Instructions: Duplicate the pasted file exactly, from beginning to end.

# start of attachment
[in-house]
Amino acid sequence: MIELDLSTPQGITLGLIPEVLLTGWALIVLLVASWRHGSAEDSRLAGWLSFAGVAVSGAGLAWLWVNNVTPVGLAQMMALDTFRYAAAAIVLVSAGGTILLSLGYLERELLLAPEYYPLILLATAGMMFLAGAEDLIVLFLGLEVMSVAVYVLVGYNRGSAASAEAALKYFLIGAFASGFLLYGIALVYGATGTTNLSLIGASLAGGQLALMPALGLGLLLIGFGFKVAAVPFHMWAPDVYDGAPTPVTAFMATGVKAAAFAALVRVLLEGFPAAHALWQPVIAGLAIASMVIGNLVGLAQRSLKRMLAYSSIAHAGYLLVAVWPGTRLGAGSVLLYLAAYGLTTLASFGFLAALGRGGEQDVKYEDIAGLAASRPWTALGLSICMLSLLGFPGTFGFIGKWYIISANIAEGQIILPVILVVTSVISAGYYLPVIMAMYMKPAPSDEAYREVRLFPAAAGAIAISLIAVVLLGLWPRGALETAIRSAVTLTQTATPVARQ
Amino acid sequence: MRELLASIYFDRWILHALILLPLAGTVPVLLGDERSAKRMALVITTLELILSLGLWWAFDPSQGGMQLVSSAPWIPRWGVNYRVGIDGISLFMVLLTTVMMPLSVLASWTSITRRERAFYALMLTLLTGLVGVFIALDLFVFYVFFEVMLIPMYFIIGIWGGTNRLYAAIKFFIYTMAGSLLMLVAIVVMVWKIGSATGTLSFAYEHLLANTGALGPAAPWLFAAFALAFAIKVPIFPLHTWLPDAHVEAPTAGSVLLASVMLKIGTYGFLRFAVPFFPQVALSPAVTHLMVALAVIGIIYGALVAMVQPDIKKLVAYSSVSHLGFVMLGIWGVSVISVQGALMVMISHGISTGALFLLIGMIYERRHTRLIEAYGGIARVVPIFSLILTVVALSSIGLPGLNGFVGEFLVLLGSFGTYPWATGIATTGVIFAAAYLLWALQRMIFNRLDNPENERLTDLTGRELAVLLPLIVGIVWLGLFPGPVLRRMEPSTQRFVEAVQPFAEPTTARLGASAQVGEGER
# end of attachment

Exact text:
[in-house]
Amino acid sequence: MIELDLSTPQGITLGLIPEVLLTGWALIVLLVASWRHGSAEDSRLAGWLSFAGVAVSGAGLAWLWVNNVTPVGLAQMMALDTFRYAAAAIVLVSAGGTILLSLGYLERELLLAPEYYPLILLATAGMMFLAGAEDLIVLFLGLEVMSVAVYVLVGYNRGSAASAEAALKYFLIGAFASGFLLYGIALVYGATGTTNLSLIGASLAGGQLALMPALGLGLLLIGFGFKVAAVPFHMWAPDVYDGAPTPVTAFMATGVKAAAFAALVRVLLEGFPAAHALWQPVIAGLAIASMVIGNLVGLAQRSLKRMLAYSSIAHAGYLLVAVWPGTRLGAGSVLLYLAAYGLTTLASFGFLAALGRGGEQDVKYEDIAGLAASRPWTALGLSICMLSLLGFPGTFGFIGKWYIISANIAEGQIILPVILVVTSVISAGYYLPVIMAMYMKPAPSDEAYREVRLFPAAAGAIAISLIAVVLLGLWPRGALETAIRSAVTLTQTATPVARQ
Amino acid sequence: MRELLASIYFDRWILHALILLPLAGTVPVLLGDERSAKRMALVITTLELILSLGLWWAFDPSQGGMQLVSSAPWIPRWGVNYRVGIDGISLFMVLLTTVMMPLSVLASWTSITRRERAFYALMLTLLTGLVGVFIALDLFVFYVFFEVMLIPMYFIIGIWGGTNRLYAAIKFFIYTMAGSLLMLVAIVVMVWKIGSATGTLSFAYEHLLANTGALGPAAPWLFAAFALAFAIKVPIFPLHTWLPDAHVEAPTAGSVLLASVMLKIGTYGFLRFAVPFFPQVALSPAVTHLMVALAVIGIIYGALVAMVQPDIKKLVAYSSVSHLGFVMLGIWGVSVISVQGALMVMISHGISTGALFLLIGMIYERRHTRLIEAYGGIARVVPIFSLILTVVALSSIGLPGLNGFVGEFLVLLGSFGTYPWATGIATTGVIFAAAYLLWALQRMIFNRLDNPENERLTDLTGRELAVLLPLIVGIVWLGLFPGPVLRRMEPSTQRFVEAVQPFAEPTTARLGASAQVGEGER